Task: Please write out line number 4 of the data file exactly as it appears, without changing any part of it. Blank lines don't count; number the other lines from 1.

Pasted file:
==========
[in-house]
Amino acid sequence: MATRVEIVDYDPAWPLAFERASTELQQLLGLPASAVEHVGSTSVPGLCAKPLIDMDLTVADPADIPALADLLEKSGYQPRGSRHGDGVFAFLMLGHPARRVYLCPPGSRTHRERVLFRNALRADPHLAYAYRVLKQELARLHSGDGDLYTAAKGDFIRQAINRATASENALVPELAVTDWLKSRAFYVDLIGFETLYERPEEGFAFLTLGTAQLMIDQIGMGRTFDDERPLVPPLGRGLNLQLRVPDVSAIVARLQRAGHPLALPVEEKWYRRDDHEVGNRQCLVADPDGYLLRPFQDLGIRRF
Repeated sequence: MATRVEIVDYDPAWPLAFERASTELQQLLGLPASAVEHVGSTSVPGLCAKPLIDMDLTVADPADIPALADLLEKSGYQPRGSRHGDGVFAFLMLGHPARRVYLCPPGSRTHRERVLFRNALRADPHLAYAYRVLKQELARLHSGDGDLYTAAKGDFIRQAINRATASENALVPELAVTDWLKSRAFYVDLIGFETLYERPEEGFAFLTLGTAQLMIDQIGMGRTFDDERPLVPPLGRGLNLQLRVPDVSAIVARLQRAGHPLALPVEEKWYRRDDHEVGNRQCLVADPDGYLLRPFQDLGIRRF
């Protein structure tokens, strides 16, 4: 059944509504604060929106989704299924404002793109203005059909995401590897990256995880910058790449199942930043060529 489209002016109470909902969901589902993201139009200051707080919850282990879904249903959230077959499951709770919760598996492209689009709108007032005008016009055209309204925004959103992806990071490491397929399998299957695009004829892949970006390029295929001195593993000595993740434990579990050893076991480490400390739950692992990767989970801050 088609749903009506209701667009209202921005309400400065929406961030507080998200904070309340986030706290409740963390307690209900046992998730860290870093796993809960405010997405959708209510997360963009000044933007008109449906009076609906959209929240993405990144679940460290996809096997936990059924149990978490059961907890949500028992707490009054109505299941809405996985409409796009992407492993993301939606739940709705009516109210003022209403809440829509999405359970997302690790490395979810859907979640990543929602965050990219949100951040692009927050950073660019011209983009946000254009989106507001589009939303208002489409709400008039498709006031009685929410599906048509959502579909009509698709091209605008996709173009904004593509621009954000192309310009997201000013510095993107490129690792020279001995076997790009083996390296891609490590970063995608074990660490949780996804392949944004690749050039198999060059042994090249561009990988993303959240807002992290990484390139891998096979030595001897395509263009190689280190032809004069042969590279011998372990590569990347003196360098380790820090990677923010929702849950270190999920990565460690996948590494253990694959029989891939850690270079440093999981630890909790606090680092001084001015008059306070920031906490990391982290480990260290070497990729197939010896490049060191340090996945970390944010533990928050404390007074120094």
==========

């Protein structure tokens, strides 16, 4: 059944509504604060929106989704299924404002793109203005059909995401590897990256995880910058790449199942930043060529 489209002016109470909902969901589902993201139009200051707080919850282990879904249903959230077959499951709770919760598996492209689009709108007032005008016009055209309204925004959103992806990071490491397929399998299957695009004829892949970006390029295929001195593993000595993740434990579990050893076991480490400390739950692992990767989970801050 088609749903009506209701667009209202921005309400400065929406961030507080998200904070309340986030706290409740963390307690209900046992998730860290870093796993809960405010997405959708209510997360963009000044933007008109449906009076609906959209929240993405990144679940460290996809096997936990059924149990978490059961907890949500028992707490009054109505299941809405996985409409796009992407492993993301939606739940709705009516109210003022209403809440829509999405359970997302690790490395979810859907979640990543929602965050990219949100951040692009927050950073660019011209983009946000254009989106507001589009939303208002489409709400008039498709006031009685929410599906048509959502579909009509698709091209605008996709173009904004593509621009954000192309310009997201000013510095993107490129690792020279001995076997790009083996390296891609490590970063995608074990660490949780996804392949944004690749050039198999060059042994090249561009990988993303959240807002992290990484390139891998096979030595001897395509263009190689280190032809004069042969590279011998372990590569990347003196360098380790820090990677923010929702849950270190999920990565460690996948590494253990694959029989891939850690270079440093999981630890909790606090680092001084001015008059306070920031906490990391982290480990260290070497990729197939010896490049060191340090996945970390944010533990928050404390007074120094």